It is unfortunate that we had to postpone the Mohawk Gateway Canal Festival to next year, August 8, 2015.
Looking forward to next year’s event we will be celebrating the Mohawk Towpath Byway’s tenth anniversary as one of America’s Byways©. The Festival will take advantage of the permanent docking facility at the Maritime Center that will be complete by then, all activities will be handicapped accessible by then, and there will be more activities to appeal to our participants and their families.
The Capital Region Maritime Center develops and offers programs, services and other activities for youth and the general population related to education, history, recreation, travel and tourism, ecological and natural sciences and maritime occupations. The facility is located on the banks of the Mohawk River in Alplaus with a commanding panorama of the Erie Canal and our maritime navigation corridor.
The Mohawk Towpath Byway is one of only 150 unique Byways and All American Roads across the country that present the story of the American culture and history. Described as a short Byway with a long history it provides residents and visitors a way to discover the many stories of the only water level route through the Appalachian Mountains. Stories include the natural history, native people’s stories, early European influences, the Erie Canal, the role our communities played in the westward expansion of the country and Industrial Revolution and continues as a center of invention and innovation.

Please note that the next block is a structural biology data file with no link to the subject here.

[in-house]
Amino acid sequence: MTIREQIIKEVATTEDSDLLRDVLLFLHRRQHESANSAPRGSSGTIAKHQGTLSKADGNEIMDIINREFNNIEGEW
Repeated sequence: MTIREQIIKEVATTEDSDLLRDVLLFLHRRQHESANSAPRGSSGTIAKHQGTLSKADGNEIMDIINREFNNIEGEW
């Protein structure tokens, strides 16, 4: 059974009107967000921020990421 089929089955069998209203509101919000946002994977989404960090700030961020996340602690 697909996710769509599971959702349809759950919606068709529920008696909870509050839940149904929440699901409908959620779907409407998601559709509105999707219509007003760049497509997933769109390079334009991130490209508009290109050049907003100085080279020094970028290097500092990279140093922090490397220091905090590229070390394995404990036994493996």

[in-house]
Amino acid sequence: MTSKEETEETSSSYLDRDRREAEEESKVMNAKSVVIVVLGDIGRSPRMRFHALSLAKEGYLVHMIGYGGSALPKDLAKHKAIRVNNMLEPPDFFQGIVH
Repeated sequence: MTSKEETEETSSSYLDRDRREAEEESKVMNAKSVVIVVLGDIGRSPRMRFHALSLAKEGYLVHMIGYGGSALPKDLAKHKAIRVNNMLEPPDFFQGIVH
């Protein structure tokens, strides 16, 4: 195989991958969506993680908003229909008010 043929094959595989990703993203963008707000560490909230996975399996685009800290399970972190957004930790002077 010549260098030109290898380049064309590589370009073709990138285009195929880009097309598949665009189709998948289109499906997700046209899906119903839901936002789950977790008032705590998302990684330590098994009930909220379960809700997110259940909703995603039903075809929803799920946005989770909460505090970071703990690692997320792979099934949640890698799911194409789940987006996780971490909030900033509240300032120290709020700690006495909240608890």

If you would like to be a part of the planning effort please join us for the next organizational committee meeting 7 PM on August 19 at the Maritime Center. If you have ideas for sponsors for the event please contact the Byway.
I swear every day on the Mohawk Towpath Byway is an experience. Maybe that’s why I am so passionate about this volunteer position.